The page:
In these uncertain times, many of us have been forced into homeworking, and we will be for quite some time. So, how can we remain productive and limit the potential negative side-effects such as feeling isolated? Well, in this blog we have put together our top 10 tips for effective homeworking. We will consider some factors that may provide setbacks, especially considering the period of time from which we will be confined to our homes.
The kitchen table is not ideal, so if at all possible create a workspace that you can designate as your ‘office’ for a number of reasons. Firstly, to help compartmentalise this as a ‘workspace’ and to avoid work encroaching excessively on home life. Secondly, so you can sit down and be highly effective straight away as you can leave your laptop set up there.
One key to effective homeworking is to take into account what your job entails and therefore what equipment you will need. Talk to your employer or invest in yourself to get the right effective homeworking kit for your ‘office’. If possible get a proper chair and monitor so you are not hunched up as this can cause neck and back pain. A mouse or headphones and other computer equipment may also be required.
Creating a new routine and providing a structure to your day is a good way to maintain productivity. Get up, shower, all the usual things and get dressed for work. It doesn’t need to be a suit and tie, in fact, make sure you are comfortable, perhaps in exercise gear or similar (see point 4). Just don’t sit in pyjamas all day, quite aside from the fact that you may get caught out on a webcam, it just isn’t conducive to the work mindset.
Effective homeworking is also dependent on you feeling physically and mentally alert. We need to keep the blood pumping and distract ourselves from raiding the biscuit tin. We could be getting fresh air walking the dog or even doing an online exercise class and stretching. This can be a good way to break up your day and maintain energy levels. Without a commute, we can potentially fit exercise in that we wouldn’t otherwise manage. Scheduling regular breaks to be active can help if you if find you are easily engrossed without interruptions. This is especially important if you don’t have the best desk set up – think regular shoulder rolls or neck stretches.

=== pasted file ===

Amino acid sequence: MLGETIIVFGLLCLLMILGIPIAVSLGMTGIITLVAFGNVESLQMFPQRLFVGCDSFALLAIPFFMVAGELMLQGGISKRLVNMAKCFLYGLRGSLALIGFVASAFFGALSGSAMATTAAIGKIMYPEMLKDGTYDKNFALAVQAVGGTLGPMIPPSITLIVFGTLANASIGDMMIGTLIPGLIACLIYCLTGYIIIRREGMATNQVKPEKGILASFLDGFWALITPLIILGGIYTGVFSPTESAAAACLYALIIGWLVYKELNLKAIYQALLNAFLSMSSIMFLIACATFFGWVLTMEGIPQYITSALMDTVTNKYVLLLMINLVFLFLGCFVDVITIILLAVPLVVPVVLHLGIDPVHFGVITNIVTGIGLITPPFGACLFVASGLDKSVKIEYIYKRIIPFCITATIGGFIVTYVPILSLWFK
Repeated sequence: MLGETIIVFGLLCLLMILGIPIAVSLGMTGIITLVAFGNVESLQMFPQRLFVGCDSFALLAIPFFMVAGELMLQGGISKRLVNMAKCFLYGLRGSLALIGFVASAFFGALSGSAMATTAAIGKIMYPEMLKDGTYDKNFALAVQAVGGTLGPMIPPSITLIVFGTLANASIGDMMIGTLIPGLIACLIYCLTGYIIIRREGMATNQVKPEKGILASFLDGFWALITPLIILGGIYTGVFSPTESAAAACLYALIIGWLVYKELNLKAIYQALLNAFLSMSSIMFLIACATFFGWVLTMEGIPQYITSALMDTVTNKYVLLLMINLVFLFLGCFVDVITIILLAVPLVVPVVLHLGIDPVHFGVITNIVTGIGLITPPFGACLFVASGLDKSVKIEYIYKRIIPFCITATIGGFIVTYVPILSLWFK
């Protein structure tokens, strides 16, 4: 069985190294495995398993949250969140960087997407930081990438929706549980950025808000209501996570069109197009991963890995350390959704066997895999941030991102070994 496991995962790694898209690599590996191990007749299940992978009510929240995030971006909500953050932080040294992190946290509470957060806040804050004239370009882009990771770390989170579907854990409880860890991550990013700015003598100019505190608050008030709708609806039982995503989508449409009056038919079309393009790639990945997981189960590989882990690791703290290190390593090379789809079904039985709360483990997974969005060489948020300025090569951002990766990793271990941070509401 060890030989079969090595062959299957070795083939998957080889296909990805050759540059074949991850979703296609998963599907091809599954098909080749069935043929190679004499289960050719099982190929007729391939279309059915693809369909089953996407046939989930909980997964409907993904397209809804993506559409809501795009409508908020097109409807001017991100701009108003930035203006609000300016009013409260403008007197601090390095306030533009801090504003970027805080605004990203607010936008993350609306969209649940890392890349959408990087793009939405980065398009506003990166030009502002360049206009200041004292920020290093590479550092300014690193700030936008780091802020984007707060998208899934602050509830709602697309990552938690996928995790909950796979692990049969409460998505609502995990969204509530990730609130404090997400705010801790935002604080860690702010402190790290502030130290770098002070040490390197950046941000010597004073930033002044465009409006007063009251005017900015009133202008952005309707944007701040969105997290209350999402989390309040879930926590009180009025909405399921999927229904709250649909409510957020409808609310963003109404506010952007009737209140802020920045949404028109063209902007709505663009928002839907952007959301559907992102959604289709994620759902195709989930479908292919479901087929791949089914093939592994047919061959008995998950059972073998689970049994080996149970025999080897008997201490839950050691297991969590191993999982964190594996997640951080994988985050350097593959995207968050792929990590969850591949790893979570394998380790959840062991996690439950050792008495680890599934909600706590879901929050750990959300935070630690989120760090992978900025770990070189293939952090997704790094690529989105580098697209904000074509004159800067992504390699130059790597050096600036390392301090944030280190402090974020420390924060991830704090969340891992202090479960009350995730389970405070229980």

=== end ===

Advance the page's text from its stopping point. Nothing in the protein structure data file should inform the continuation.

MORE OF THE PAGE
Plan your working day in blocks of time, don’t just sit in email. Schedule in a variety of activities or project work to vary your day. Give yourself blocks of time to work on them, say 90-120 mins of ‘deep focusing’. Take a break and switch topic after that. This might sound familiar to you if you have read the book The 7 habits of highly effective people book by Stephen Covey, he refers to the term ‘big rocks of time’.
Close up your desk at the end of the day. Finish up by planning for tomorrow by creating goals or a to-do list. As you will know what you are doing tomorrow, you can switch off at night knowing that there are no loose ends. Also, you will be ready to go come the next morning.
Put the phone away! If you want to use your phone as a breather set a timer so it doesn’t become a longer break than you think is appropriate. Don’t be sucked into the news or social media as this can be a huge time thief (as well as depressing currently)! Just remember to be responsible and keep social media/news to a minimum. Perhaps turn off notifications when you are trying to focus so that distractions don’t dominate your time.
Think about what you can do to be really effective. Control what you can control and maintain a positive attitude if you can. Mindset impacts how productive we are, both positively and negatively. Therefore, it is wise to stay away from things that make you anxious if possible.
Collaborate and get things done by having a conversation. Pick up the phone or jump on Skype or Microsoft Team Chat, or whichever electronic collaboration tool you use. Some people are more available now than they would have been previously as they don’t have so many meetings, so you might be able to get hold of them more easily. However, do consider each person’s working situation may be different.
Replicate the coffee machine, possibly on one of your social media channels. Ask how people are, what their successes or challenges have been. Also, you could about their co-workers, kids, plants, or pets they’ve got at home. This helps to lighten the mood and brings in the social element that comes naturally in an office. By adding this human element, it can also reduce the feeling of isolation and demonstrate to your colleagues that you care about them and their situation. We can all benefit from showing solidarity and consideration, as some may be more adversely affected in this current climate than others.
As we recognise these are challenging times, we have put together various resources on working remotely that can be used by individuals, managers, and HR. All of these resources are listed below,